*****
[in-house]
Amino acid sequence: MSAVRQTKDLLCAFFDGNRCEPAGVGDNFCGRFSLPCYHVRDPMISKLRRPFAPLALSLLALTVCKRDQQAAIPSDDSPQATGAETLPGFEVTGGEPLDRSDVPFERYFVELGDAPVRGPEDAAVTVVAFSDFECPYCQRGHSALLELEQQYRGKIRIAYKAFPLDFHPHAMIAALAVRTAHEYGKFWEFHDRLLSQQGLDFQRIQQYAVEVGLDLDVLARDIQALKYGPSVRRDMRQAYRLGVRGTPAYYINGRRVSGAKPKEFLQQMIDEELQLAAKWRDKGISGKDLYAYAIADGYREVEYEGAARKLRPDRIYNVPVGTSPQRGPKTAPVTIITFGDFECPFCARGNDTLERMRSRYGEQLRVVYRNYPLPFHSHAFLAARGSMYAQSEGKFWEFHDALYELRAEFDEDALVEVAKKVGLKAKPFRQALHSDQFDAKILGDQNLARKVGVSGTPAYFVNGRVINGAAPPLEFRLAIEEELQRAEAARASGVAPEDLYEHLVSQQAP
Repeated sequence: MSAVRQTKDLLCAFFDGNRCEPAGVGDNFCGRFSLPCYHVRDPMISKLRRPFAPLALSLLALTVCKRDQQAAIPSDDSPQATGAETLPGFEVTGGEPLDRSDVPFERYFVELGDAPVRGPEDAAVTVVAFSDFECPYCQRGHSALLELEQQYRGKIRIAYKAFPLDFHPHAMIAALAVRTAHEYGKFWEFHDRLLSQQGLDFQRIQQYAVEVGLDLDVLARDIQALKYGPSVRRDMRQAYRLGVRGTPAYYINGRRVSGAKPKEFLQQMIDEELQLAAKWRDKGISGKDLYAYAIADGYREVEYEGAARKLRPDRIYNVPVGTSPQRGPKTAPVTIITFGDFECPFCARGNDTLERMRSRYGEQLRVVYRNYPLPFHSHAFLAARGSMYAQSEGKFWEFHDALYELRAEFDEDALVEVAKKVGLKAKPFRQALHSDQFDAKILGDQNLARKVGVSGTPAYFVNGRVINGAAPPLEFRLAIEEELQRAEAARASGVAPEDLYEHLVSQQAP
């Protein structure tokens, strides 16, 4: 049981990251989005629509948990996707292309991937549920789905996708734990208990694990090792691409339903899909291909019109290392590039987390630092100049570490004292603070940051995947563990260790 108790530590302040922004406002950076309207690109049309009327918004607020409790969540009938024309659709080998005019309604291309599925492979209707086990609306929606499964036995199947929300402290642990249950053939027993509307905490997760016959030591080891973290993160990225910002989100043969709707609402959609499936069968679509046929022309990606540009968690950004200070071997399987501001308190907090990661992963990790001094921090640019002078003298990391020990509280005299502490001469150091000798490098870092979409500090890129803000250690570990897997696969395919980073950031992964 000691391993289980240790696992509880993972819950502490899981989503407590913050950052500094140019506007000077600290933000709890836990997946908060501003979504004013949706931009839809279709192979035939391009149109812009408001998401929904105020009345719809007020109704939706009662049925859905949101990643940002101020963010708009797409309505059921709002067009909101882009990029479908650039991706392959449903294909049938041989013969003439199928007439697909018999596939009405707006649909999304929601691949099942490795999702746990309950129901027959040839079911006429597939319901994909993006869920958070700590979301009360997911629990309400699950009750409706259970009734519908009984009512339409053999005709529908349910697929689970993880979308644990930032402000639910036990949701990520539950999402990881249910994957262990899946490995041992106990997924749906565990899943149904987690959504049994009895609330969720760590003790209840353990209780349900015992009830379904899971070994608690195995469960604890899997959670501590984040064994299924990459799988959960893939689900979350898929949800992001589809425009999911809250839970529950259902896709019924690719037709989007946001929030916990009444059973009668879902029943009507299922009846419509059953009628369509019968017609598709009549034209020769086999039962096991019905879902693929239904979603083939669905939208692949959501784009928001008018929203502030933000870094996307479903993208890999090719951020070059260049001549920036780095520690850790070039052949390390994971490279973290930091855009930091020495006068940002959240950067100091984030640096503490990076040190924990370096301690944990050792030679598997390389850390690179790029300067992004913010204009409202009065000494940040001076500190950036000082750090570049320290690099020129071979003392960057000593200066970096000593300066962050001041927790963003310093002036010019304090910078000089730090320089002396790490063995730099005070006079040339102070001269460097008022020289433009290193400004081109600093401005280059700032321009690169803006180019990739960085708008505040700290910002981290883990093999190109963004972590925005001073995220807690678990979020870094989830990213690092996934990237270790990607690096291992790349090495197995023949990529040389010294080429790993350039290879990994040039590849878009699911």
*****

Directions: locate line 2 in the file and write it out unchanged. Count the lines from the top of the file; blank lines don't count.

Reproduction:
Amino acid sequence: MSAVRQTKDLLCAFFDGNRCEPAGVGDNFCGRFSLPCYHVRDPMISKLRRPFAPLALSLLALTVCKRDQQAAIPSDDSPQATGAETLPGFEVTGGEPLDRSDVPFERYFVELGDAPVRGPEDAAVTVVAFSDFECPYCQRGHSALLELEQQYRGKIRIAYKAFPLDFHPHAMIAALAVRTAHEYGKFWEFHDRLLSQQGLDFQRIQQYAVEVGLDLDVLARDIQALKYGPSVRRDMRQAYRLGVRGTPAYYINGRRVSGAKPKEFLQQMIDEELQLAAKWRDKGISGKDLYAYAIADGYREVEYEGAARKLRPDRIYNVPVGTSPQRGPKTAPVTIITFGDFECPFCARGNDTLERMRSRYGEQLRVVYRNYPLPFHSHAFLAARGSMYAQSEGKFWEFHDALYELRAEFDEDALVEVAKKVGLKAKPFRQALHSDQFDAKILGDQNLARKVGVSGTPAYFVNGRVINGAAPPLEFRLAIEEELQRAEAARASGVAPEDLYEHLVSQQAP